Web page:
The process of correcting the physiological conditions of lack of breathing or heartbeat is referred to as resuscitation. Early recognition of cardiopulmonary arrest, early activation of trained responders, early “basic” cardiopulmonary resuscitation (CPR), early defibrillation when indicated, and early advanced life support (ALS) are some of the common practices that fall under in-hospital resuscitation. Defibrillation is the emergency treatment for life-threatening tachyarrhythmias (rapid heartbeats), i.e., ventricular fibrillation and pulseless ventricular tachycardia. Ventricular fibrillation (VF) is a life-threatening condition in which the lower chambers of the heart contract in a rapid and uncoordinated manner. Ventricular tachycardia (VT) is a heart rhythm disorder caused by abnormality in the electrical signals in the lower chambers (ventricles) of the heart.
Pre-COVID-19 vs post-COVID-19
Many aspects of the healthcare system have changed as a result of the COVID-19 pandemic, including the response to cardiac arrests both outside and within hospitals. The risk of COVID-19 infection spreading to caregivers is a major concern, and personal protective equipment (PPE) is utilised to provide safety to caregivers. Droplet and contact isolation of suspected COVID-19 patients are the most basic safeguards in hospitals, with additional airborne precautions recommended for aerosol-generating procedures (AGPs). As a result of these measures, emergency treatment will often be delayed.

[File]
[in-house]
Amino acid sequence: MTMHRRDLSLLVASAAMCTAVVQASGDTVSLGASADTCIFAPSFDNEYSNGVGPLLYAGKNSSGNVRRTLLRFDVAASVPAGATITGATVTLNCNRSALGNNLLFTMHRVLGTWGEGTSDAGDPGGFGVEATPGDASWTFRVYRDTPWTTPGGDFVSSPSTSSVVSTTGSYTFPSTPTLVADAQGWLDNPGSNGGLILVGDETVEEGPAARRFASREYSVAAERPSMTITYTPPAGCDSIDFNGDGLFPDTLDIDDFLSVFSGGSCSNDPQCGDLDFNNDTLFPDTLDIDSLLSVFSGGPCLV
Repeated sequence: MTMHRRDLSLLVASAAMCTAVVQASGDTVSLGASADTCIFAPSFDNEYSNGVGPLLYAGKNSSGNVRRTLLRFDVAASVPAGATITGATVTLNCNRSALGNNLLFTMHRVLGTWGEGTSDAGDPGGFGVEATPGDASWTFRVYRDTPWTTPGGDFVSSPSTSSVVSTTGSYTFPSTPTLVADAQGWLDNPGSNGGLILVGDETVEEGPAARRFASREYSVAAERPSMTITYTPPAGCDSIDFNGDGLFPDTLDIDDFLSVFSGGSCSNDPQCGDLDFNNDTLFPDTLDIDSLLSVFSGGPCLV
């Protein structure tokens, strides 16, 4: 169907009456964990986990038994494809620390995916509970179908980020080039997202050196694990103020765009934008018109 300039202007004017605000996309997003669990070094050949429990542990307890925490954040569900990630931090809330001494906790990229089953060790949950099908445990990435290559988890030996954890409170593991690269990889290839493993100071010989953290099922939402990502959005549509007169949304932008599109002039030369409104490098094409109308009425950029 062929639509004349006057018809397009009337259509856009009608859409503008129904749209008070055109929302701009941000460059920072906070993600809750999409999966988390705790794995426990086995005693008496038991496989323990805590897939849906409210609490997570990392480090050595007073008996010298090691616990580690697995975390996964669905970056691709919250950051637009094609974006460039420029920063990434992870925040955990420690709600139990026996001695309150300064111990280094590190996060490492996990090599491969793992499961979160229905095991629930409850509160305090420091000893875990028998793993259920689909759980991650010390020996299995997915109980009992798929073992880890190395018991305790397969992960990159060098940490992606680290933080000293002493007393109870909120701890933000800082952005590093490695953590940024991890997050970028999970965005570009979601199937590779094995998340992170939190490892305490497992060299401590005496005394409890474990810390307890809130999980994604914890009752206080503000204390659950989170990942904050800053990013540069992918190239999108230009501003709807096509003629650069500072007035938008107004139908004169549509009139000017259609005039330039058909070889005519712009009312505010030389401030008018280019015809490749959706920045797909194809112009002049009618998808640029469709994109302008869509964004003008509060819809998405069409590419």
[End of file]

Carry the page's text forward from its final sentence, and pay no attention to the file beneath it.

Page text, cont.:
The recently revised (June 2020) guidelines of the International Liaison Committee on Cardiopulmonary Resuscitation (ILCOR) follow these PPE guidelines while also identifying defibrillation as unlikely to generate aerosols. Consequently, they recommend that hospitals should “consider attempting defibrillation for patients with tachyarrhythmic arrests before wearing personal protective equipment (PPE) for aerosol-generating procedures” and starting chest compressions. This is similar to a strategy developed in 2003, in response to the severe acute respiratory syndrome coronavirus (SARS-CoV) crisis. It is a shift from the previous objective of initiating chest compressions and monitoring/defibrillation at the same time (which is rarely achieved in practice).
One in every three or four nurses or other caregivers should be rigorously trained for one specific job in every code: to provide immediate monitoring and defibrillation.
There were solid reasons to focus attention and resources on fast defibrillation well before the occurrence of the COVID-19 pandemic. Defibrillation is often viewed as just one of the many ALS treatment options, yet it is the only reliably effective treatment for any type of cardiac arrest, and its success rate drops dramatically within minutes. American Heart Association and ILCOR resuscitation leaders recognised the problem of delayed defibrillation in hospitals 20 years ago and began supporting automated defibrillation, and hospitals have widely adopted dual-mode (automated and manual) defibrillators as a result of that endorsement. After that strategy failed to increase survival (no improvement for tachyarrhythmic arrests, decreased survival for other arrhythmias), interest in the issue declined.
The researcher’s view